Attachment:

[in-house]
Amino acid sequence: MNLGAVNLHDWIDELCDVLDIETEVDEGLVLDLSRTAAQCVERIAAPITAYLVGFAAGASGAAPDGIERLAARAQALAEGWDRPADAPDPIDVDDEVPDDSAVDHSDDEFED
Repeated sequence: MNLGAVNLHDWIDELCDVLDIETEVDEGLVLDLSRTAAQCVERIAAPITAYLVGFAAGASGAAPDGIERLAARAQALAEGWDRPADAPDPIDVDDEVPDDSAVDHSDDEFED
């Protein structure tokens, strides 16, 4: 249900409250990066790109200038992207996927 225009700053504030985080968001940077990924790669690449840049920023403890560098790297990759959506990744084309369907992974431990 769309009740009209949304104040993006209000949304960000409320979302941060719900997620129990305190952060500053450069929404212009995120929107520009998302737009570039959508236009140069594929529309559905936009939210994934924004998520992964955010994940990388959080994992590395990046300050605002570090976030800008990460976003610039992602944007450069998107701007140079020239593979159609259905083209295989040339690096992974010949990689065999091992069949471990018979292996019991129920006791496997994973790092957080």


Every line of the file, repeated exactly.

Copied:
[in-house]
Amino acid sequence: MNLGAVNLHDWIDELCDVLDIETEVDEGLVLDLSRTAAQCVERIAAPITAYLVGFAAGASGAAPDGIERLAARAQALAEGWDRPADAPDPIDVDDEVPDDSAVDHSDDEFED
Repeated sequence: MNLGAVNLHDWIDELCDVLDIETEVDEGLVLDLSRTAAQCVERIAAPITAYLVGFAAGASGAAPDGIERLAARAQALAEGWDRPADAPDPIDVDDEVPDDSAVDHSDDEFED
């Protein structure tokens, strides 16, 4: 249900409250990066790109200038992207996927 225009700053504030985080968001940077990924790669690449840049920023403890560098790297990759959506990744084309369907992974431990 769309009740009209949304104040993006209000949304960000409320979302941060719900997620129990305190952060500053450069929404212009995120929107520009998302737009570039959508236009140069594929529309559905936009939210994934924004998520992964955010994940990388959080994992590395990046300050605002570090976030800008990460976003610039992602944007450069998107701007140079020239593979159609259905083209295989040339690096992974010949990689065999091992069949471990018979292996019991129920006791496997994973790092957080």